Linda Watkins (born May 23, 1908 – October 31, 1976) was an
actress in theater, motion pictures, and television. She was born Linda Mathews
Watkins in Boston, Massachusetts, the daughter of Gardiner and Elizabeth R.
At the age of sixteen Watkins' parents sent her to study at
the Theatre Guild. After six months she began to appear with the guild's summer
repertory program in Scarborough, New York. Instead of finishing her studies at
the guild, she pursued a job at the office of Charles Hopkins. When he asked
Watkins if she preferred playing comedy or drama, she replied,
"Tragedy." He was casting for a comedy production and Watkins was
offered the lead role
She debuted in movies in Sob Sister (1931), a film in which
she plays a female reporter. Reviewer Muriel Babcock remarked that Watkins
"is cool, blond, poised, good to look upon. She plays the title role with
admirable restraint and gives every evidence of being a comer in films."
Her second movie was Good Sport (1931), a screen adaptation
of a story by William J. Hurlbut. Produced by the Fox Film Company, Watkins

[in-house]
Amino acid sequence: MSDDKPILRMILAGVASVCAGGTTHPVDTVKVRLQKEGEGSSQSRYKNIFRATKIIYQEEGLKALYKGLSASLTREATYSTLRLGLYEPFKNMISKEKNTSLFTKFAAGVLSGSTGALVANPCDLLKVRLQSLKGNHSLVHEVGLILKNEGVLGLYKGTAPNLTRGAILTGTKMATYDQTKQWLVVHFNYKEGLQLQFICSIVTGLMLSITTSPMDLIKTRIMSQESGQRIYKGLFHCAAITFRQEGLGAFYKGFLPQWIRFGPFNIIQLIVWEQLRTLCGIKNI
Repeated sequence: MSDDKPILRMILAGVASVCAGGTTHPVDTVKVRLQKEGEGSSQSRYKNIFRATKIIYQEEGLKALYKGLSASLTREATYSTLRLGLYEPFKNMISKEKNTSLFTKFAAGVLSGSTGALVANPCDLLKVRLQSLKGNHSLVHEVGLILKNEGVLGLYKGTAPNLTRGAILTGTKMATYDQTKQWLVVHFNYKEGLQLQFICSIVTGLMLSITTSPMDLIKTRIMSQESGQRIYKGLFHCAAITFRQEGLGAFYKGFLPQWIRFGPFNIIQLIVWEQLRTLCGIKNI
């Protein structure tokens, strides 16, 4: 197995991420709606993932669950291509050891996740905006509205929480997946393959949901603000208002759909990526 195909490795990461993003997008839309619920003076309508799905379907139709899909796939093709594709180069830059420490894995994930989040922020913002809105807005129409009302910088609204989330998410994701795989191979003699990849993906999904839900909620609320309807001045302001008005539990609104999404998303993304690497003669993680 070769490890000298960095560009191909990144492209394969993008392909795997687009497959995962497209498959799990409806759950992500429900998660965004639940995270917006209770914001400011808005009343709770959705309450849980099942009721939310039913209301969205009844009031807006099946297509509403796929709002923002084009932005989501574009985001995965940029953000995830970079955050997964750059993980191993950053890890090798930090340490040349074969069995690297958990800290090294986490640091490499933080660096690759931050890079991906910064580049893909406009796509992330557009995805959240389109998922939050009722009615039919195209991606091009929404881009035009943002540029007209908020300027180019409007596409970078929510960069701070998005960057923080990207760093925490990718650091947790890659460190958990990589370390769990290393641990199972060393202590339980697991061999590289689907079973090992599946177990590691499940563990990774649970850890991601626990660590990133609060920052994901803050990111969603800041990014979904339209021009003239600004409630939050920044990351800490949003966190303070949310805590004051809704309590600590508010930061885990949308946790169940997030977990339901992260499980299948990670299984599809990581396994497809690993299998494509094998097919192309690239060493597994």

depicts Marilyn Parker, a naive wife caught up in a love triangle. Her co-stars
were Alan Dinehart and John Boles. She appeared in Charlie Chan's Chance, a
lost 1932 film starring Warner Oland as the famous detective. Edmund Lowe and
Watkins co-starred in Cheaters at Play (1932). Directed for Fox by Kenneth
MacKenna, the motion picture was adapted from a story by Gene Towne. In 1938,
Watkins also screen tested for the part of Scarlet O'Hara in the forthcoming
Gone With The Wind (1939), however she was not selected.
Watkins married film boards' lawyer, Gabriel L. Hess, at the
Blackstone Hotel in Chicago, on January 28, 1932. Hess was attorney for Will
Hays and the Motion Picture Producers and Distributors of America. He got his
start in the movie business with Samuel Goldwyn and Samuel Goldwyn Films.
Watkins was a close friend of Hess' first wife, Katherine Hawley. She was one of
the first to send sympathy when Hawley was thrown from a horse and killed.
Watkins and Hess had a son, Adam Hess, who was an attorney and secretary for
the Aetna until his death in 1969; he left three daughters, Elizabeth, Faye,
and Emily, the only grandchildren of Watkins. Watkins obtained her release from
Fox prior to her marriage. A later romance with actor Tom Drake ended in 1959.
Linda Watkins died in Los Angeles in 1976.